I’ve had to do a lot of this recently. The players I GM for started out very inexperienced. Some had never played and the only ones that had played had only played limited amounts of D&D 3.5 Edition or earlier. Part of the hardest thing with being a GM for new/inexperienced players is that you have to be the facilitator for your players. You have to meet them where they are, but you also have to encourage them to move closer to clearer and more creative and fun gameplay.
People above have said great points! I would absolutely agree that the keys to getting your players more comfortable, expressive, and creative are communication skills and probing questions. The issue with inexperienced players, though, is that most don’t have either of those skills developed very well. Your players may be able to express how they feel, but they may not be able to say definitively, “This would make the game better.” They can tell you how they’re feeling, though, and as you play, you can course correct and experiment. Don’t be afraid to fail in what you try. Giving players and yourself tangible experience goes a long way in communication and in gameplay.
Likewise for probing questions, your players need to know early on that there are no wrong answers to questions and that their answers can provide a lot of depth and context to the world. A lot of new players know the importance of these questions, and that can scare them. That’s where the difficulty comes in. You have to start with low quantity and low risk questions. Even the freshest players know that they can go buckwild and burn down a church without warning or something, but the GM and other players have to express to each other things like “What does that look like?” or “Does your character carry ?”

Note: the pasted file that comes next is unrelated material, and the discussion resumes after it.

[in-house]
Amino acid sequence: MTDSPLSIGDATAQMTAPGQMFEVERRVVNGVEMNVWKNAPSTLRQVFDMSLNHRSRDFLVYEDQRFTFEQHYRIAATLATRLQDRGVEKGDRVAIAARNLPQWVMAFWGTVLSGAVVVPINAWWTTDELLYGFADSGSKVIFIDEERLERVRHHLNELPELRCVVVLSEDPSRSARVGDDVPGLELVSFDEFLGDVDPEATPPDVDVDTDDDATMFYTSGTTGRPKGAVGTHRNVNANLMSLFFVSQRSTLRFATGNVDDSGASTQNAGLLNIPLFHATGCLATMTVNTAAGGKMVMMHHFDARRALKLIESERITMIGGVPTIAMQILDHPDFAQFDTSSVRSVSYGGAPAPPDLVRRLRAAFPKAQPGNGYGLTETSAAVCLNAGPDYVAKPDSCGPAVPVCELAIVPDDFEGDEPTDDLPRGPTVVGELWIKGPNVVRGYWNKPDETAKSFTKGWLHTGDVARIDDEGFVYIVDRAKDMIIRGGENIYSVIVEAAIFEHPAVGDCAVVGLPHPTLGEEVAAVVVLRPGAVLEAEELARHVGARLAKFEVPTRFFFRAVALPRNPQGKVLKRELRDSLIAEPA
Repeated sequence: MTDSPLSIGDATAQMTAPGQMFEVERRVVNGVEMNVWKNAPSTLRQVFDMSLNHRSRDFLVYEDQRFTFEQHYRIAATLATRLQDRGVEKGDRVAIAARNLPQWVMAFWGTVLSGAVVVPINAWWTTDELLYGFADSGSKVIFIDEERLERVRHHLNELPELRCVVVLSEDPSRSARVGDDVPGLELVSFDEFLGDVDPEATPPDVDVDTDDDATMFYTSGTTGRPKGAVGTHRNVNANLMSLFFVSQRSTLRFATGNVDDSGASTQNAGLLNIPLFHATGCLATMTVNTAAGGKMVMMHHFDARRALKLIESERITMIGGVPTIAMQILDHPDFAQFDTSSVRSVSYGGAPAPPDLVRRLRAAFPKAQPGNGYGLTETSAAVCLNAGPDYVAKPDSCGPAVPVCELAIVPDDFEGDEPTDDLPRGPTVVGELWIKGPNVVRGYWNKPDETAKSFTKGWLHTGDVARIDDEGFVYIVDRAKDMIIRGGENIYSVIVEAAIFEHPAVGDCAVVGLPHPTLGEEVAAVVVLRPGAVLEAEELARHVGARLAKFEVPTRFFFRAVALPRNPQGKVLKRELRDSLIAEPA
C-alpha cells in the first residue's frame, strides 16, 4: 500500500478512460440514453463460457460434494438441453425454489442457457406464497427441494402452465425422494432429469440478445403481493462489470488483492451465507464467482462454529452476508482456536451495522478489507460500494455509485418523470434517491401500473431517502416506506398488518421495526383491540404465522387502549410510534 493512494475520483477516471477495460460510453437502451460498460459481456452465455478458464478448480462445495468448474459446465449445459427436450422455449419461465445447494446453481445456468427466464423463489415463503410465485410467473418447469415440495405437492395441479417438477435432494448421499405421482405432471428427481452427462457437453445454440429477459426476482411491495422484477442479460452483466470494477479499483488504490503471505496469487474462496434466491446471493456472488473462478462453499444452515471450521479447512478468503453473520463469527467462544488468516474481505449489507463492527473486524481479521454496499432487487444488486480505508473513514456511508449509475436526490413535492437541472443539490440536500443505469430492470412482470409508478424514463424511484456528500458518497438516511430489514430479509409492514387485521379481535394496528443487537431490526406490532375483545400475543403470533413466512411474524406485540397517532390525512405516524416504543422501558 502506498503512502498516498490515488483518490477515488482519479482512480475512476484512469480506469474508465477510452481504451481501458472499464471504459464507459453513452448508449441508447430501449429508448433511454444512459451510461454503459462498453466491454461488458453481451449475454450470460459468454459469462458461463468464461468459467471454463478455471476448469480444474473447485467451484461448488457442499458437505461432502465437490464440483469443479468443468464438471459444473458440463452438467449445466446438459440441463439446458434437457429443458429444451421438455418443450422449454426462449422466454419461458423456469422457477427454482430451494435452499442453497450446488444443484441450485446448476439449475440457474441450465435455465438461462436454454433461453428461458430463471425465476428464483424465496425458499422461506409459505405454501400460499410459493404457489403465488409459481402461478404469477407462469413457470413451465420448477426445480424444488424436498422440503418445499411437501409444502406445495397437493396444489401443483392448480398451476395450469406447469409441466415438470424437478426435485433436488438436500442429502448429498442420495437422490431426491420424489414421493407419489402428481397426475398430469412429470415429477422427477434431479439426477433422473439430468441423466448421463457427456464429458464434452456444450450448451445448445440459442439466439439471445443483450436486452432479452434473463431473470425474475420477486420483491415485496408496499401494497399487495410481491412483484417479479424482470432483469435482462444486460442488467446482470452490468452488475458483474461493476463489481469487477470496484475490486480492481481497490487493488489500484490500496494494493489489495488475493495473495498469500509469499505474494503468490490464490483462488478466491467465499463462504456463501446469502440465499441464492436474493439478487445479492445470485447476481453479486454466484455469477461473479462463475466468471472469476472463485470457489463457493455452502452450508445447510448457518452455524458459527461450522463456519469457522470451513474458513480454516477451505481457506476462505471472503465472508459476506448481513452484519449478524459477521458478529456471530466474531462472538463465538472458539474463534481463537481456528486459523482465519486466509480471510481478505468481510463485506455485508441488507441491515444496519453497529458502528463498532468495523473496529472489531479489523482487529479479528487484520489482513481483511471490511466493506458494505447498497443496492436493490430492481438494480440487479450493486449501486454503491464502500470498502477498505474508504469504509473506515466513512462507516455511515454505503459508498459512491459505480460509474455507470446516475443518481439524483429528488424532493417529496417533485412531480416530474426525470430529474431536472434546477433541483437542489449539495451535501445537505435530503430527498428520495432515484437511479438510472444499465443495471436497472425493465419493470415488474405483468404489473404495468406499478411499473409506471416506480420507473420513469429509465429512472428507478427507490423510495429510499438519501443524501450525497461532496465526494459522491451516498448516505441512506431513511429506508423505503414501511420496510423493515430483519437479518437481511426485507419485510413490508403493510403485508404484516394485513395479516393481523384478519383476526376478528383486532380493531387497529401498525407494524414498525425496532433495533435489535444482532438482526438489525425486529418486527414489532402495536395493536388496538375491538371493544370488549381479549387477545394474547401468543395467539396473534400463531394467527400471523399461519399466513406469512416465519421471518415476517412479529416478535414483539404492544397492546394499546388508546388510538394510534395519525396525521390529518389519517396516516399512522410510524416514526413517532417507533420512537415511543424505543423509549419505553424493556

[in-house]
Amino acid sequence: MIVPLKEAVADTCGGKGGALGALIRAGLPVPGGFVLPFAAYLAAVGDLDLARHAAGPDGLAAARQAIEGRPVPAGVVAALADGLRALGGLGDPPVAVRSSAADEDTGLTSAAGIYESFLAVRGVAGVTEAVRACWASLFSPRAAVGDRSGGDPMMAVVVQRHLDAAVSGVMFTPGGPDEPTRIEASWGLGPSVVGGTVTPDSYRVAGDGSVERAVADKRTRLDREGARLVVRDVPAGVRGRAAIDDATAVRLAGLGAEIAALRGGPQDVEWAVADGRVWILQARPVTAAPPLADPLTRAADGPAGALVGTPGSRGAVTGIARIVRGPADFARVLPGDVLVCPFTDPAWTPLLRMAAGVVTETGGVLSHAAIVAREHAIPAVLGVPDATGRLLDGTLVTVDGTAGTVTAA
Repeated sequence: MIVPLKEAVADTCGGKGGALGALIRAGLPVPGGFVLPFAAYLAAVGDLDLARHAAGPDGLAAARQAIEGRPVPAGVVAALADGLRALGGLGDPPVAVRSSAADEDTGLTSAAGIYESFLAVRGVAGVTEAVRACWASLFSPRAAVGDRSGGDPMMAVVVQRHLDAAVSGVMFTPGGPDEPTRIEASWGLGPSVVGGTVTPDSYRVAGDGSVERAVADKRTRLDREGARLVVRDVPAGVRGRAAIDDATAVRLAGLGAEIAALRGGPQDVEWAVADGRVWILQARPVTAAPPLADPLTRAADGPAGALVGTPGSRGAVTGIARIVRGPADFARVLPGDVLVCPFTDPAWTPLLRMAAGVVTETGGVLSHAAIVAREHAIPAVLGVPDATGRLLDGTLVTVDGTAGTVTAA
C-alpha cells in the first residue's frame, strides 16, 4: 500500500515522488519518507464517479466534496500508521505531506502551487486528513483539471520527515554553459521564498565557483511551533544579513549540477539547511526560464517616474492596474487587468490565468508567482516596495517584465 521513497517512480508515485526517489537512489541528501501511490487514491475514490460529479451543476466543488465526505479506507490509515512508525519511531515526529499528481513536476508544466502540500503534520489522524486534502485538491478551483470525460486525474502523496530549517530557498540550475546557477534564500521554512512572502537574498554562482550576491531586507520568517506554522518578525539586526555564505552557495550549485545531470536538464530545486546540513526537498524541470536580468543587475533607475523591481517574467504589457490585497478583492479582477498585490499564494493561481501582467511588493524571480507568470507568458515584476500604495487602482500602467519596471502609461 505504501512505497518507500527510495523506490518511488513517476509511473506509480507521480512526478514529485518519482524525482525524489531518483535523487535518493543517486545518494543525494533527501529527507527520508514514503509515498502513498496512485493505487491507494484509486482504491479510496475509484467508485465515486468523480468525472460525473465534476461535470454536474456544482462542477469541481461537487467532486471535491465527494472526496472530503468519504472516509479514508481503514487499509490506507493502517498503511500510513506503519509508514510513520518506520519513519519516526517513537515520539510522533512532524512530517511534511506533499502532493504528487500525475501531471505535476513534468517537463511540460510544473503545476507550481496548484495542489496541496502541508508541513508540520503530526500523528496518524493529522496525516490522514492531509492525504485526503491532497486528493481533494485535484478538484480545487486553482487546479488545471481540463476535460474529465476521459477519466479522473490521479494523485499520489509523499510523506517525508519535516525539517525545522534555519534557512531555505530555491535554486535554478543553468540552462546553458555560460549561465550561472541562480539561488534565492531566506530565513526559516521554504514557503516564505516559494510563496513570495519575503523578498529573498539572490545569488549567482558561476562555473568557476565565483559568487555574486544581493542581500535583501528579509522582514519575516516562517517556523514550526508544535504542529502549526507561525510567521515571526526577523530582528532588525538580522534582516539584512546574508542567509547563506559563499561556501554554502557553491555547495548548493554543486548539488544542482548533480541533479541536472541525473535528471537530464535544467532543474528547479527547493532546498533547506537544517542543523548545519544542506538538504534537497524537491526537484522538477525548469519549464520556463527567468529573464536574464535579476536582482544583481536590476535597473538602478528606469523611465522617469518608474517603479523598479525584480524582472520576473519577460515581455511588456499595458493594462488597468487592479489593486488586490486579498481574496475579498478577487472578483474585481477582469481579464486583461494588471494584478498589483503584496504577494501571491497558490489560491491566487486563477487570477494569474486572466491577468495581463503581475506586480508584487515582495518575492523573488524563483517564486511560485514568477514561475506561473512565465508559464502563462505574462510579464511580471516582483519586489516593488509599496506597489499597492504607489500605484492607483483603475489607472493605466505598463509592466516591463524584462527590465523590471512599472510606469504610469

You need to show the players that whatever they add to the story is cool and good and that you’re glad to have them with you. For some people, it’s hard for them to answer questions like “Who is in this town?” or “What are the daily religious practices of your church?” because those have lasting, world-changing impacts, so start small if your players are having trouble nailing those down.
Most importantly, though, appreciate your players. Tell them when they do cool shit. Talk to them frequently and often about what they do. It makes a world of difference in player experience and in game quality.